of its many grammar rules
NDoA 37

NDoA 58

The above graph shows the highest percentage of students in each grade indicating a
preference for belief statement BS#20 learning English is mostly a matter of its many
grammar rules. Students in grades 1 and 2 agree with this, while students in grades 3 and 4
neither disagree or agree [NDoA] with it. Four categories experienced mixed preference: 1)
foreign language aptitude, 2) the nature of language learning, 3) learning and communication
strategies, and 4) the difficulty of language.

This mix of agree and neither disagree or agree appears perhaps because CEMs focus on
grammar early. Other beliefs are more perceptions about learning not necessarily based on
experience. The logical assumption was to assume that agreement would increase or decrease

169
with additional experience, for instance, if CEMs begin learning grammar early and then drift
away to focus on other aspects of English.

Section 5.6.2.4: Disagree, neither disagree or agree, agree

There are four general beliefs highlighted in this section.


#: Code: Belief statement: Type of belief:
it’s easier to learn another foreign language if foreign language
1 #10
you already know one foreign language aptitude
learning English is a mostly a matter of learning the nature of language
2 #16
many new English vocabulary items learning
learning and
if you are allowed to make mistakes they will be
3 #19 communication
hard to get rid of later
strategies
it’s easier to speak English than it is to the difficulty of
4 #24
understand it language

graph 4 - disagree/neither disagree or


agree/agree
grade 1 grade 2 grade 3 grade 4

NDoA 41

B#10 it's easier to learn another foreign agree 50


language if you already know one
foreign language disagree/agree 37

agree 50

The above graph shows the highest percentage of students in each grade indicating a
preference for belief statement BS#10 it’s easier to learn another foreign language if you
already know one foreign language. Grade 1 students neither disagree or agree [NDoA] with
it, grade 2 and 4 students agree with it, and grade 3 students disagree and agree with it.

This mix of agree and neither disagree or agree and disagree appears perhaps because CEMs
must learn more than one foreign language as part of their degree program — for example,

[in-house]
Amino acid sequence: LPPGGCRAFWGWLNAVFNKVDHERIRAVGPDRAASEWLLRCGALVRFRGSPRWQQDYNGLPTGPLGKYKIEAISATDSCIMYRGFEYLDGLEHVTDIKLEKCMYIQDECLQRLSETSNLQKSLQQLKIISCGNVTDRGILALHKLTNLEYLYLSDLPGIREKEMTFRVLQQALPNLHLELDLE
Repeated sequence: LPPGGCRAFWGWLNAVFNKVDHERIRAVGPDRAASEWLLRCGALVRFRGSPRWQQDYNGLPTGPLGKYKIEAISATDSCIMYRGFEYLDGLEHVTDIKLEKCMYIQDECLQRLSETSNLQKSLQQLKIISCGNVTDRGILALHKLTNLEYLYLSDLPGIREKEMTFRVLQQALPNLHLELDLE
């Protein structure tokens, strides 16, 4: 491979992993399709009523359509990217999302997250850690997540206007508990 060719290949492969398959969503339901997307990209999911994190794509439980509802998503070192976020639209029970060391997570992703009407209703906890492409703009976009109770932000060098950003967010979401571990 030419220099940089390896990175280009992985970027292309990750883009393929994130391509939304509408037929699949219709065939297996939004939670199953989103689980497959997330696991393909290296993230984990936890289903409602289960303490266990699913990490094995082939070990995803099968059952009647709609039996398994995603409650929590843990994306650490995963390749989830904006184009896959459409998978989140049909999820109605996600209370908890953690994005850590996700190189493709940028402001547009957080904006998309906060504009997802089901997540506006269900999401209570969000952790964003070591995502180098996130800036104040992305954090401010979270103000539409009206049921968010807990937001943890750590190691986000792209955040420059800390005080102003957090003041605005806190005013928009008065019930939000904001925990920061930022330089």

English and Russian. Other beliefs are more perceptions about learning not necessarily based
on experience. The logical assumption was to assume that agreement would increase or

170
decrease with additional experience, for instance, if CEMs begin learning another foreign
language in a four-year degree program, in languages as diverse as English and Russian, this
may be a unachievable challenge for everyone.

Section 5.6.2.5: English learning difficulty and time till fluency (2 beliefs)

graph 5 - level of difficulty


grade 1 grade 2 grade 3 grade 4

NDoA 68

NDoA 45
B#4 the English I am trying to learn is a
certain level of difficulty
NDoA 75

NDoA 58

The above graph shows the highest percentage of students in each grade indicating the level
of difficulty learning English. Students in all grades indicate the level is ‘medium’ (by
choosing neither disagree or agree [NDoA]). Students indicated their agreement on a 5-point
Likert scale where 1=strongly disagree; 2=disagree; 3=neither disagree or agree; 4=agree;
5=strongly agree.

171
graph 6 - time till fluency
grade 1 grade 2 grade 3 grade 4

disagree 64

B#14 if you spent 1 hour a day speaking disagree 41


learning English how long would it take
to become fluent disagree 46

NDoA 50

The above graph shows the highest percentage of students indicating agreement with belief
statement BS#14 if you spent 1 hour a day speaking/ learning English, how long would it
take you to become fluent? We can see that students in grades 1 to 3 indicated that they
‘disagree’, meaning they believed it would take them between 1 to 2 years to become fluent if
they acted on the belief statement, while grade 4 students indicated that they ‘neither disagree
or agree’ [NDoA], meaning they believed it would take 3 to 5 years to become fluent if they
acted on the belief statement.

Section summary

Some general groupings appeared in the data: 1) strongly agree/agree, 2) disagree/strongly


disagree, 3) neither disagree or agree plus something else, and 4) disagree/neither disagree or
agree (NDoA)/agree. Eighteen general BALLL were strongly agreed/agreed with, roughly 53
per cent. Four beliefs were disagree/strongly disagreed with, roughly 12 per cent. Six were
NDoA with, roughly 18 per cent. Four were disagree/neither disagree or agree/agree, 12 per
cent. Two beliefs concerned English learning difficulty and time till fluency. For level of
difficulty, students indicated English was generally medium difficulty, while time till fluency
for grades 1, 2 and 3 would take 1 to 2 years, but grade 4 students generally thought it would
take 3 to 5 years to achieve fluency in English.

172
5.7 The Chinese culture of learning (CCL) BALLL

The CCLQ was conducted to ascertain, firstly, whether CEMs hold beliefs consistent with the
CCL, and, secondly, whether those beliefs correlate with general BALLL and VLS use.
Whether beliefs actually influence strategy choice is inferred from the data.

Tables 5.22 to 5.26 show by grade, percentage, frequency, means and SDs for CCL beliefs
(see Appendix 10 for just the means). The total number of responses per belief statement (for
instance, ‘strongly disagree’ (1), ‘disagree’ (2), ‘neither disagree or agree’ (3), ‘agree’ (4), and
‘strongly agree’ (5)) have been tallied and converted to a percentage to illustrate general
trends in both the percentage of students indicating a position on the belief and the strength of
the beliefs in terms of frequency. Section 5.7.1 below discusses three general groupings found
in the data: 1) strongly agree/agree, 2) strongly disagree/disagree, and 3) neither disagree or
agree.

Key to the tables: the left-hand column lists the number of the belief statement as it appears